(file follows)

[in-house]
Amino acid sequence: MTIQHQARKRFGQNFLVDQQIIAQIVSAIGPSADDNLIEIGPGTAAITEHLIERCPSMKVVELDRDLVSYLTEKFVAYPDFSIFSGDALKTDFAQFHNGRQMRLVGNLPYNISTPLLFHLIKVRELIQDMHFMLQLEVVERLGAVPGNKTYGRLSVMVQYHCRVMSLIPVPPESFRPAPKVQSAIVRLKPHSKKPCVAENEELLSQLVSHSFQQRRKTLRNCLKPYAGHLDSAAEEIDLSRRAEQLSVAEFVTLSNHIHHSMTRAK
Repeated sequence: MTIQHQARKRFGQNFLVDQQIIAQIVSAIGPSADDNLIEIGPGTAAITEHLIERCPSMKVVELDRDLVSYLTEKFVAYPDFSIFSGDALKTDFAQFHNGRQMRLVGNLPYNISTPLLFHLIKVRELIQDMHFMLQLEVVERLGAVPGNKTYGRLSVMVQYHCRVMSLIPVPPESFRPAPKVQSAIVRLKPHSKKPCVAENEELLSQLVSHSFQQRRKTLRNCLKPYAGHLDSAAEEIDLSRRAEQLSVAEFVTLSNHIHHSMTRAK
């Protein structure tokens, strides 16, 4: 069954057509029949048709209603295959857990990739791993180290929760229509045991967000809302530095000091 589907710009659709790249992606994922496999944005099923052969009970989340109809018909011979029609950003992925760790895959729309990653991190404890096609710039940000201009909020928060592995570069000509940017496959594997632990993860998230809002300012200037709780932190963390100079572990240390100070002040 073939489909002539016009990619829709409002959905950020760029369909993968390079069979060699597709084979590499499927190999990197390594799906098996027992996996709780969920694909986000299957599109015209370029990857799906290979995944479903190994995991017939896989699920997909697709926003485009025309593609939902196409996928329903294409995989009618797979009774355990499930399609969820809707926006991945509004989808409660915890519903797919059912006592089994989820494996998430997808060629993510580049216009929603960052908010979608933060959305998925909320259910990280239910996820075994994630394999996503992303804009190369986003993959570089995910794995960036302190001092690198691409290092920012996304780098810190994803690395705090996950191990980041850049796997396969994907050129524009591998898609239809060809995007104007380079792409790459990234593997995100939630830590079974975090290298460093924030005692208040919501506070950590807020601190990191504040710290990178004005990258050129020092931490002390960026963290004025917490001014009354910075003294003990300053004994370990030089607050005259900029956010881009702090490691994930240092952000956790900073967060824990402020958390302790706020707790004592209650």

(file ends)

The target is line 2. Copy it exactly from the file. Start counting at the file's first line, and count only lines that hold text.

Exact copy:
Amino acid sequence: MTIQHQARKRFGQNFLVDQQIIAQIVSAIGPSADDNLIEIGPGTAAITEHLIERCPSMKVVELDRDLVSYLTEKFVAYPDFSIFSGDALKTDFAQFHNGRQMRLVGNLPYNISTPLLFHLIKVRELIQDMHFMLQLEVVERLGAVPGNKTYGRLSVMVQYHCRVMSLIPVPPESFRPAPKVQSAIVRLKPHSKKPCVAENEELLSQLVSHSFQQRRKTLRNCLKPYAGHLDSAAEEIDLSRRAEQLSVAEFVTLSNHIHHSMTRAK